Thursday, October 14, 1999 Published at 07:00 GMT 08:00 UK
UN suspends Burundi operations
The UN has suspended all its operations in Burundi after the execution style killing of two of its workers and seven others on Tuesday.
A UN spokesperson said the suspension was intended as "a mark of respect" to the two officials and would last for three days.
The move is in response to the murder of nine people - including two senior United Nations officials - in an attack on an humanitarian convoy in the south-east of the country.
Ms Quintaglie said six members of the UN team had been put against a wall shortly after arriving at the camp and robbed by the rebels, who then walked away.
"One rebel turned around and said 'Why should we let these people live?'," she said.
"He took his gun, put it to the head of the UN worker and executed him. Then he took his gun again, put it to the head of the WFP worker, and executed her."
Seven people are reported to have been injured and three vehicles destroyed.
A government spokesman, Appollinaire Gahungu, said the incident happened as the convoy visited a civilian camp at Muzye, 140km south-east of the capital Bujumbura.
Mr Gahungu said soldiers travelling with the convoy were unable to respond because the attackers were hidden among the civilians.
"There was a risk of hitting many people, "he said.
The government is blaming rebels operating from neighbouring Tanzania.
The killings brought an angry response from the UN Secretary-General Kofi Annan.
Paying tribute at the same time to a UN worker killed in Kosovo this week, Mr Annan said the officials were dedicated to creating an environment "where innocent victims will no longer be the first victims of conflict".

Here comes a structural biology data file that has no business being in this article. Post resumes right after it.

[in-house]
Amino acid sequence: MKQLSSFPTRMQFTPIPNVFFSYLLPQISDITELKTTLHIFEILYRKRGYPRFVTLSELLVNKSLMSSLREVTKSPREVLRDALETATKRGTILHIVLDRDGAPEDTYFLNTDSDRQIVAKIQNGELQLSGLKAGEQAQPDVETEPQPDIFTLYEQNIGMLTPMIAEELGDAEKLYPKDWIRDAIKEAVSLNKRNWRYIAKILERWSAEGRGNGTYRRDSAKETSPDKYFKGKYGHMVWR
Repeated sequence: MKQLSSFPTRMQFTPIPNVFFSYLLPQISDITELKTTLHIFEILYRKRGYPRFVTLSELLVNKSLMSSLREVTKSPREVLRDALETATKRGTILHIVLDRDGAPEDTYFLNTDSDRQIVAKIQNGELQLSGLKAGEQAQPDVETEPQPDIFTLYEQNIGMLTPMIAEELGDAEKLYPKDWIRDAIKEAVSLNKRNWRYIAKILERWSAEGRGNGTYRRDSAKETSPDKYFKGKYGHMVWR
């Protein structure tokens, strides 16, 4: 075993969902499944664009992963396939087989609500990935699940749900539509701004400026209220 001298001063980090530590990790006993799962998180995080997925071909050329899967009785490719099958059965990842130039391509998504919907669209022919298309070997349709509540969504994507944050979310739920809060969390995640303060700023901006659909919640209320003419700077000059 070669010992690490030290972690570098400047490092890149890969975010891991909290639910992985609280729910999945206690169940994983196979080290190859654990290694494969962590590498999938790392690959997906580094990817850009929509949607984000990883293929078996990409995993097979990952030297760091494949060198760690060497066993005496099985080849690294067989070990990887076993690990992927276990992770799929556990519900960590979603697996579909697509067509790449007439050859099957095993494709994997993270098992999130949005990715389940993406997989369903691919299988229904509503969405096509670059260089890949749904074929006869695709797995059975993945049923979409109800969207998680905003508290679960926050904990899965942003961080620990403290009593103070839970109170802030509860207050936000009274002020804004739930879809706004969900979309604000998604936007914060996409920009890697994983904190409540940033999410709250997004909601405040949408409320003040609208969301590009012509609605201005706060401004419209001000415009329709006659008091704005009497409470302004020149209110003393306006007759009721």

"Let us insist that the killers be brought to justice," he said.
A BBC Correspondent in Burundi, Chris Simpson, says the UN has a high profile in the country and is running many aid projects throughout the region.
Upsurge in attacks
The six-year civil war in Burundi has pitted the mainly Tutsi-dominated army against Hutu rebel groups operating from bases in the Democratic Republic of Congo and Tanzania.
Several Hutu rebel organisations are trying to oust the government of President Pierre Buyoya - a continuation of a cycle of violence that erupted after the assassination of the country's first democratically-elected president, Melchior Ndadaye.
In recent weeks, there has been an upsurge in rebel attacks on Bujumbura, prompting the government to set up controversial "regrouping" camps, ostensibly to protect civilians from attack.
UN officials say that in the past few weeks, the army has forcibly moved 260,000 civilians into makeshift camps.
The displaced villagers face appalling conditions and people are dying every day, local reports say.
Many of the camps have little or no water, few, if any, toilets and little shelter.
Protection from crossfire
The army says moving people to camps will help it track down the rebels.
It says it is simply trying to protect the civilians from the violence or from getting caught in crossfire.
But correspondents say it is widely believed that the real motive is to prevent them from feeding or sheltering the rebels.